We all know that there isn’t a magical pill that, once taken, will reduce your body fat and build muscle. It simply does not exist. The psychology behind such a product is often linked to a person’s unwillingness to actually eat healthy and work out!
In this week’s post, we will look at dietary supplements, whether they work and more importantly in what context they work. Furthermore, we will help re-introduce the word ‘supplement’ into a healthy lifestyle.
A Short History
During the nineteenth-century, before the commercialization of medicine, with a fragmented medical profession, regulation was non-existent and as such, ill repute was the flavour of the day with an abundance of quack medicines available to the masses.
In London periodicals and newspapers, advertisers were free to claim that ‘patent medicines’ could help muscle grow stronger or help weight-loss to occur. However, these untested medicines had problems – life altering ones. These drugs would increase the risk of heart disease, liver and kidney failure amongst other side effects. The result was a shift in governance, regulation and industry understanding.
By the early twentieth century laws against such activities resulted in diet pills becoming less medical and more medicinal. This did not stop manufacturers creating hundreds of different products – so much so that a quick trawl of Google shopping today finds over 28,400 results. The prices vary from £1.93 to £88.23 for small packs containing, on average, 40-60 tables. The industry, according to Bloomberg, accounts for $60.9 Billion in the US alone and the Guardian newspaper claims the UK industry is worth over £3.4 Billion a year.
Should You Take Them?
The term “dietary supplement” can mean a whole multitude of products. They could mean vitamins, fish oils and even herbal extracts. They can be in the form of a pill, power, tablet or – rarely – injections.
Academics claim “the use of dietary supplements has increased steadily over the years and may, in part, reflect the growing acceptance and use of a wider range of complementary and alternative therapies” (Egan, 2011). The growth of online marketing has led to bold claims such as the idea that one can “lose 25lbs in a week or even “lose weight whilst eating more” – this has resulted in an almost ‘fad’ mentality.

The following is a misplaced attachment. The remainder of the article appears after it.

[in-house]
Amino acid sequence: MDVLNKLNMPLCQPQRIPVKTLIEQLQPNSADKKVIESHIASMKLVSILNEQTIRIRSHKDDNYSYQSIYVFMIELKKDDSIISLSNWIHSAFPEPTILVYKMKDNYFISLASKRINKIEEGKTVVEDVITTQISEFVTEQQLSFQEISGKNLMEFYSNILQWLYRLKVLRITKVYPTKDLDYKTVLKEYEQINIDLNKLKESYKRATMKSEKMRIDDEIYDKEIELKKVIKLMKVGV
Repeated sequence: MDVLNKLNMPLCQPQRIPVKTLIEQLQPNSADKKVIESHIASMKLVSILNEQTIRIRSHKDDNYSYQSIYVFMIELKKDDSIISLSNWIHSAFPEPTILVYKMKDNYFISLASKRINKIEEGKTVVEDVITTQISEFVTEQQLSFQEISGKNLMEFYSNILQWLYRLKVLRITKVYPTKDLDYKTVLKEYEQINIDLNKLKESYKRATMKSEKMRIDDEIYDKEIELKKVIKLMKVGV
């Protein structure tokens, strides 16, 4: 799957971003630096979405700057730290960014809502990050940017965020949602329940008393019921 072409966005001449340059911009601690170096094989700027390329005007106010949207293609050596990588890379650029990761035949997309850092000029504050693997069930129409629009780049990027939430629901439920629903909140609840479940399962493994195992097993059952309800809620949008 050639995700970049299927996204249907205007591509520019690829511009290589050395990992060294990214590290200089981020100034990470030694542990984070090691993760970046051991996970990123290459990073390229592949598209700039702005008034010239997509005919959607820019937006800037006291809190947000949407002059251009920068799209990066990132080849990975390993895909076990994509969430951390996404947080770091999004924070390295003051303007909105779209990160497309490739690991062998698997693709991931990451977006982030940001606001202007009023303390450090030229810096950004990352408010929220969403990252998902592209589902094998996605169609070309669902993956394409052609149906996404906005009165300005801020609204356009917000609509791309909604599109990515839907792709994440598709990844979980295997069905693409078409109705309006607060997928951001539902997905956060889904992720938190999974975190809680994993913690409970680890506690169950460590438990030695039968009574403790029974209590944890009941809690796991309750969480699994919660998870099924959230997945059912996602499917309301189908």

The billions spent by consumers are short bursts, research conducted in the US claims the average user will dedicate no-more than 4-6 weeks on each diet pill (Ruskin, 2008). The complementary, non-dangerous element along with the short average time frames shows that individuals are interested in quick results – once they realise it isn’t forthcoming they move on. The issue is should you take them?
It’s an interesting question with interesting supporters – medical journals like the British Medical Journal and the American Journal of Medicine are aren’t enemies of the pills (Karnerow, 2005), whereas sports science journals, academics and sports companies are aren’t fans (Kinningham et al, 2001). This ‘us and them’ mentality has, over the course of the past two decades, moulded into a divisive protracted argument. However, it’s an argument that should have ended.
The law-abiding part of the diet supplementary industry adheres to regulations and marketing laws – there are cowboys and snake oil salesmen on the web. But the industry, as a whole, is legal and above board. The medical profession needs to work with the sports science community to better herald a new form of dietary needs. The multi-supplemental approach would help more people if the argument was clearer and more realistic.
The Truth about Diet Pills
A supplement is just that; it supplements your other healthy activities. If you eat five a day, drink enough water and eat healthily whilst undertaking 30 minutes of workout activity at least five times a week whilst taking a course of dietary supplement weight loss pills, then there is a good chance you could see some results.
However, if you eat a bucket of KFC wings every day, drive everywhere, do no exercise and avoid fruit altogether whilst taking a course of dietary supplements then the chances are you won’t see any differences. The word ‘supplement’ needs to be made more prominent. It’s all about supplementing different eating habits, activities and methods – which combined will help reduce weight, build muscle and help anyone become healthier.
Successful people from athletes to part-time fun-runner take supplements – they can be protein shakes or herbal weight loss pills. They do not work by themselves! It’s that simple, they only work in conjunction with a healthy lifestyle.
This is why we need to better educate people; the term supplement does not simply imply supplementing your body with minerals or vitamins but supplementing your body with additional requirements alongside other activities like exercise, healthy eating and an active lifestyle. These supplemental activities combined are the only way to achieve a healthy lifestyle. The academic research claims dietary supplements have a positive effect. However, that being said, this is only the case in people who eat healthy and undertake an active lifestyle. So think about what you want and how you want to achieve it before you start popping the pills.